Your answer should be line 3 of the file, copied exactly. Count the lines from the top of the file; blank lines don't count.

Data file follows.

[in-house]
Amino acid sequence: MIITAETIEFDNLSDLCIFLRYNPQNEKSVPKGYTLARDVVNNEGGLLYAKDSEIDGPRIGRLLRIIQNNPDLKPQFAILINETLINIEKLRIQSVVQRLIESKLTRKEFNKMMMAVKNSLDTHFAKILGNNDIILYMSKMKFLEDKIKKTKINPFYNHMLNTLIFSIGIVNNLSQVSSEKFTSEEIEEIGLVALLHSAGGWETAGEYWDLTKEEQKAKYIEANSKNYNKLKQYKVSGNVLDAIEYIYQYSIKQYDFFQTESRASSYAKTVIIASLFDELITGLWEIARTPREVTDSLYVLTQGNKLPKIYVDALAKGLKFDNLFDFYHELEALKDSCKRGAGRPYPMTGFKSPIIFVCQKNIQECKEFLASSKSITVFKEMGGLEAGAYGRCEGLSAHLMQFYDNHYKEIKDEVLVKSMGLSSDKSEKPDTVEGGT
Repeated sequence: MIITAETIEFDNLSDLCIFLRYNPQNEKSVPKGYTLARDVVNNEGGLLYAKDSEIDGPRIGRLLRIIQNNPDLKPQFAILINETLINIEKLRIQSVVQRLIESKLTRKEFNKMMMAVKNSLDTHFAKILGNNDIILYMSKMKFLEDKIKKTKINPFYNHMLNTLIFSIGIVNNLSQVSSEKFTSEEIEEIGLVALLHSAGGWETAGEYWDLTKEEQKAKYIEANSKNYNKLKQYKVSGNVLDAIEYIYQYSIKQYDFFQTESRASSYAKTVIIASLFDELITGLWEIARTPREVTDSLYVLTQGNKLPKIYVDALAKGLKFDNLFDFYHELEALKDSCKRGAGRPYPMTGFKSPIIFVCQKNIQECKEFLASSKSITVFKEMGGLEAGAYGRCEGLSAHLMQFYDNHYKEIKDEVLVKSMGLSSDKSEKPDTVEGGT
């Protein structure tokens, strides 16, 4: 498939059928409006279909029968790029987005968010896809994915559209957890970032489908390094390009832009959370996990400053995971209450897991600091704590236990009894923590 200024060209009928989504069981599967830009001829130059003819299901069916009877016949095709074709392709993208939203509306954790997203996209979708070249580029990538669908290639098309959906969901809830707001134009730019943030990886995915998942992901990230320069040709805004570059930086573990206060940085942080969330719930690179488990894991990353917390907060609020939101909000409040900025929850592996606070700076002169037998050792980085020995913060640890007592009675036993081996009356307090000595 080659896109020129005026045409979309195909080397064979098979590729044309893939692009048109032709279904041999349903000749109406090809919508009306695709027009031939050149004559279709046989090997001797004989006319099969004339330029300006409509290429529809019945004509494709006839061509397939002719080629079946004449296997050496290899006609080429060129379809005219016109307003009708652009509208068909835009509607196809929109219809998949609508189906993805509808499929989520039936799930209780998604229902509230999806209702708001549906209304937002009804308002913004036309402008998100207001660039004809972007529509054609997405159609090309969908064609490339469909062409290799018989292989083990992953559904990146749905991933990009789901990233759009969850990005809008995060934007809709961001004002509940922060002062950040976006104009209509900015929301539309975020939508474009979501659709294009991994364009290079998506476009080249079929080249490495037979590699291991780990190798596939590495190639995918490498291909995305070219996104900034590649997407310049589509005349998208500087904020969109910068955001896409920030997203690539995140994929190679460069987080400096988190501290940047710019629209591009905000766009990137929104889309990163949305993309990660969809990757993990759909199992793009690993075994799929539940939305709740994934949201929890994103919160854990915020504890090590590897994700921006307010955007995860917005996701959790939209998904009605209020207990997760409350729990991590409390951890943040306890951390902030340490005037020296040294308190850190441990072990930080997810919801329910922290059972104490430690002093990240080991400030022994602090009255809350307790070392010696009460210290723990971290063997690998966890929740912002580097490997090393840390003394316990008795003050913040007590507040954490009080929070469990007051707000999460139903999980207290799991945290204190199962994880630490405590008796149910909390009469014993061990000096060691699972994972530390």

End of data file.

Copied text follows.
Repeated sequence: MIITAETIEFDNLSDLCIFLRYNPQNEKSVPKGYTLARDVVNNEGGLLYAKDSEIDGPRIGRLLRIIQNNPDLKPQFAILINETLINIEKLRIQSVVQRLIESKLTRKEFNKMMMAVKNSLDTHFAKILGNNDIILYMSKMKFLEDKIKKTKINPFYNHMLNTLIFSIGIVNNLSQVSSEKFTSEEIEEIGLVALLHSAGGWETAGEYWDLTKEEQKAKYIEANSKNYNKLKQYKVSGNVLDAIEYIYQYSIKQYDFFQTESRASSYAKTVIIASLFDELITGLWEIARTPREVTDSLYVLTQGNKLPKIYVDALAKGLKFDNLFDFYHELEALKDSCKRGAGRPYPMTGFKSPIIFVCQKNIQECKEFLASSKSITVFKEMGGLEAGAYGRCEGLSAHLMQFYDNHYKEIKDEVLVKSMGLSSDKSEKPDTVEGGT